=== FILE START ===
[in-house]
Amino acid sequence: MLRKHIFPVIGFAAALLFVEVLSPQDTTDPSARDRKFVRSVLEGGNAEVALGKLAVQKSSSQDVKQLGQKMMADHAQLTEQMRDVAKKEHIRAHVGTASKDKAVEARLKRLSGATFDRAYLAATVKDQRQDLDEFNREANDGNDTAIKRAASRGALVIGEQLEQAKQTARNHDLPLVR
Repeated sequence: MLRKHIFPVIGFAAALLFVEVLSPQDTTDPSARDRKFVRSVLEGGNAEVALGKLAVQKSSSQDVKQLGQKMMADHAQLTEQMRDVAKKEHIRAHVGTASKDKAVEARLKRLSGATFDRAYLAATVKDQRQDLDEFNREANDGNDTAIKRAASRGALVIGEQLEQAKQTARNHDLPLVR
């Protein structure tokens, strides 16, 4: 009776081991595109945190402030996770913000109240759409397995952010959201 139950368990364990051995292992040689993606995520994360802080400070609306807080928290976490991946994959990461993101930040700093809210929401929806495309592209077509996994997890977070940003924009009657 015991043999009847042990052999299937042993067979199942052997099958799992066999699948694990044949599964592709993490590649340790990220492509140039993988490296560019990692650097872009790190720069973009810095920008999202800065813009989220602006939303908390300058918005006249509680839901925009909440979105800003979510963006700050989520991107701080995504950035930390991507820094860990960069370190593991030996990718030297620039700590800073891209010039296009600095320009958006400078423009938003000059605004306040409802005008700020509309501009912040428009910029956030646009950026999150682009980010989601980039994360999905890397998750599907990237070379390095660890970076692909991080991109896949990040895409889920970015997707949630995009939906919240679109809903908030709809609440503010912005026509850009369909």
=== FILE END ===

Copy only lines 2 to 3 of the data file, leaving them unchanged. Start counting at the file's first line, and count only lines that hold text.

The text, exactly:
Amino acid sequence: MLRKHIFPVIGFAAALLFVEVLSPQDTTDPSARDRKFVRSVLEGGNAEVALGKLAVQKSSSQDVKQLGQKMMADHAQLTEQMRDVAKKEHIRAHVGTASKDKAVEARLKRLSGATFDRAYLAATVKDQRQDLDEFNREANDGNDTAIKRAASRGALVIGEQLEQAKQTARNHDLPLVR
Repeated sequence: MLRKHIFPVIGFAAALLFVEVLSPQDTTDPSARDRKFVRSVLEGGNAEVALGKLAVQKSSSQDVKQLGQKMMADHAQLTEQMRDVAKKEHIRAHVGTASKDKAVEARLKRLSGATFDRAYLAATVKDQRQDLDEFNREANDGNDTAIKRAASRGALVIGEQLEQAKQTARNHDLPLVR